Britain says it will offer doctors and teachers hikes of at least 6 percent as thousands of medics begin a five-day strike.
The United Kingdom has offered millions of public sector workers pay raises in a bid to end strikes triggered by a cost-of-living crisis, as thousands of junior doctors walked off the job in protest for five days.
Britain’s government decided to accept recommendations for pay increases, Treasury Chief Secretary John Glen said on Thursday, giving doctors and teachers at least 6 percent increases.
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Prime Minister Rishi Sunak’s government announced its decision, having considered the recommendations of a series of independent pay review boards.
The pay increases are below the current 8.7 percent inflation rate but are aimed at bridging the gap following a bout of huge industrial unrest across Britain over falling real wages.
Junior doctors will now get a 6 percent pay uplift and a lump-sum pay increase of 1,250 pounds ($1,633.25), while teachers would get 6.5 percent. He also announced pay increases for police (7 percent) and armed forces (5 percent).
Glen said there would be no new borrowing or spending to fund the increases although teachers’ pay rises would be funded by a reallocation of the existing education department budget.
The development came as Britain’s state-funded healthcare service faces what is being described as its longest-ever strike as tens of thousands of doctors in England commenced their latest walkout.
So-called junior doctors, those who are at the early stages of their careers in the years after medical school, started their strike at 7am, with many of them making their case for a 35 percent pay rise in picket lines outside hospitals across England.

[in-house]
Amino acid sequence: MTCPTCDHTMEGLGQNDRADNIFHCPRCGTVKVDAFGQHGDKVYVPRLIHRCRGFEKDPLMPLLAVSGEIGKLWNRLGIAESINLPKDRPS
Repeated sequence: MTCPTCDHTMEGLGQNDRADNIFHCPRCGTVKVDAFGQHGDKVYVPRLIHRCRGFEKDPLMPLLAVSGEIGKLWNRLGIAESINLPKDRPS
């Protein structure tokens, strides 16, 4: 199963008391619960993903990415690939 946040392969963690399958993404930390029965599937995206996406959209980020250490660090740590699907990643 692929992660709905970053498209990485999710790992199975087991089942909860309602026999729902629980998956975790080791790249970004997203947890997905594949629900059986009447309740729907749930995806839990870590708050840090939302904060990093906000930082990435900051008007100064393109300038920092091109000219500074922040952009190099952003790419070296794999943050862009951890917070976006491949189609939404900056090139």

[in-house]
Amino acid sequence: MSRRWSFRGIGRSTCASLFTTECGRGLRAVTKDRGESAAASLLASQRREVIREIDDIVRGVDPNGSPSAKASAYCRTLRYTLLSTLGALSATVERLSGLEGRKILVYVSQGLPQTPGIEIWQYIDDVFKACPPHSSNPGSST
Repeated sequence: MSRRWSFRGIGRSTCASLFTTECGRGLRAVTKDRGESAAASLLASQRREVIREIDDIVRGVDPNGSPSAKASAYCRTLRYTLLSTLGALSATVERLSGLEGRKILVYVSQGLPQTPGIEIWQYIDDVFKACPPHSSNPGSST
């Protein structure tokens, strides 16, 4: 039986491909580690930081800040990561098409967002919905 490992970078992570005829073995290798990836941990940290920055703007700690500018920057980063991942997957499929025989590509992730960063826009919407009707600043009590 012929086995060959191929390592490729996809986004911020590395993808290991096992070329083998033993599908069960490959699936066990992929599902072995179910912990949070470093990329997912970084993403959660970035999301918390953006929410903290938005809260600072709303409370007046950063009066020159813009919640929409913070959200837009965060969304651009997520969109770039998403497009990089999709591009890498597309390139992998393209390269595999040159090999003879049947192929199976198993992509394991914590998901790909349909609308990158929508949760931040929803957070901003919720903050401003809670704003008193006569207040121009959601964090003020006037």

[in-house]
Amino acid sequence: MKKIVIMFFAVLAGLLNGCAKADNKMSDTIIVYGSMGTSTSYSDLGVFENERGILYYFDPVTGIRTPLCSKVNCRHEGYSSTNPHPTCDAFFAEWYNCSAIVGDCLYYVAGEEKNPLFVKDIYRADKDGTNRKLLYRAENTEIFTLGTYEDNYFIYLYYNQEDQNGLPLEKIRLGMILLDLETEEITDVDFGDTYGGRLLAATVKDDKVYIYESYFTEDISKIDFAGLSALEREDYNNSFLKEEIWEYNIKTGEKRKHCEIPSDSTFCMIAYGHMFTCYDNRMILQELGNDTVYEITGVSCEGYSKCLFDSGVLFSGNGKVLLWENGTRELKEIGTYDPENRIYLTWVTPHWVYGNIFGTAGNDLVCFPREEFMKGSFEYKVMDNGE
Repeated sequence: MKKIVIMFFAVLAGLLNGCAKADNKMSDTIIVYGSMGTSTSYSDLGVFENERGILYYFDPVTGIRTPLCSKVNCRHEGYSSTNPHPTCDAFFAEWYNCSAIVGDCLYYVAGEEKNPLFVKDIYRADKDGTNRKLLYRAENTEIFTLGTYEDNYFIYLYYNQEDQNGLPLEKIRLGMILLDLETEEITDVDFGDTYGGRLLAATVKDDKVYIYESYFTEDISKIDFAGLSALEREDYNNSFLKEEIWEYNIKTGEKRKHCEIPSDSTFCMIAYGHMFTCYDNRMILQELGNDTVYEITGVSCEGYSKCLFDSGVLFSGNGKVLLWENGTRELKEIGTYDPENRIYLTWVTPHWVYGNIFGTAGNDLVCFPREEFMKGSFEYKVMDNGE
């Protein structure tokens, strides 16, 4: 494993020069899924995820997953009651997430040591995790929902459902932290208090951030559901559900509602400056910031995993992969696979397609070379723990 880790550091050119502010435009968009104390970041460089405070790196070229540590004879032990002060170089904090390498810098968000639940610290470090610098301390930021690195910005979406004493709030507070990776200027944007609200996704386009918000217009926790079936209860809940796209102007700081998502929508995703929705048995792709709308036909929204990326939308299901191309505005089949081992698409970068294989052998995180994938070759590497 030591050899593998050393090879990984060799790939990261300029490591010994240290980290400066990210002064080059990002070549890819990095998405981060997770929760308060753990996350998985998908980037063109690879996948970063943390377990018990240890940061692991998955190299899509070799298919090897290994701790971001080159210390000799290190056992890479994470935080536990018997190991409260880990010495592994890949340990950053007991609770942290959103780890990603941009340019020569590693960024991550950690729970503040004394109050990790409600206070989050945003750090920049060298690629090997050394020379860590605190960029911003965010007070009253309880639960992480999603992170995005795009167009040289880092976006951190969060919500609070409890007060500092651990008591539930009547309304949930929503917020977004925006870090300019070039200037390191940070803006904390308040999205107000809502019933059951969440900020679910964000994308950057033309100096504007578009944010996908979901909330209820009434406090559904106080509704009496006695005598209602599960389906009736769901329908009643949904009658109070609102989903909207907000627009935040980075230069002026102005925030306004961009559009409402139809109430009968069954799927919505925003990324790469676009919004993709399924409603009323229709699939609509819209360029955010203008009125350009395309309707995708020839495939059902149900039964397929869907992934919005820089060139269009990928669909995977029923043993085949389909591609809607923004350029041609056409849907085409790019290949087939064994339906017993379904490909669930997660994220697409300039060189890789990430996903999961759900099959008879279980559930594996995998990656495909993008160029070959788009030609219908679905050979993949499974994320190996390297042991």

The British Medical Association (BMA), the doctors’ union, has asked for the rise to bring junior doctors’ pay back to 2008 levels once inflation is taken into account.
Meanwhile, the workload of England’s 75,000 or so junior doctors has swelled as patient waiting lists for treatment are at record highs in the wake of the coronavirus pandemic.
“Today marks the start of the longest single walkout by doctors in the NHS’s history, but this is still not a record that needs to go into the history books,” said BMA leaders Dr Robert Laurenson and Dr Vivek Trivedi.
They urged the government to drop its “nonsensical precondition” of not talking while strikes are announced.
Arjan Singh, a 27-year-old junior doctor on a picket line outside London’s University College Hospital, said the NHS has been running on “goodwill and now this is the last chance to change that”.
He said his colleagues were planning to leave for countries that “care about their doctors”.
“Doctors have realised they work in a global market, they’re not restricted to this country,” he added.
Health Secretary Steve Barclay said: “This five-day walkout by junior doctors will have an impact on thousands of patients, put patient safety at risk and hamper efforts to cut NHS waiting lists … A pay demand of 35 percent or more is unreasonable and risks fuelling inflation, which makes everyone poorer.”
Britain, like other countries, is grappling with high inflation for the first time in years.
Price rises were first stoked by supply chain issues resulting from the pandemic and then by Russia’s invasion of Ukraine, which sent energy and food prices soaring. Though inflation has come down slightly from its peak to 8.7 percent, it remains far above the 2 percent level the Bank of England is tasked to target.
The government’s latest offer, after more than a year of elevated inflation, is likely to anger trade unions who have said school and hospital budgets cannot bear the cost of wage increases without cutting spending in other areas.
Sunak, facing an election next year and trailing badly in opinion polls, has promised to halve inflation and ministers have stressed the danger that increasing wages too far would undermine that goal and could entrench rising prices.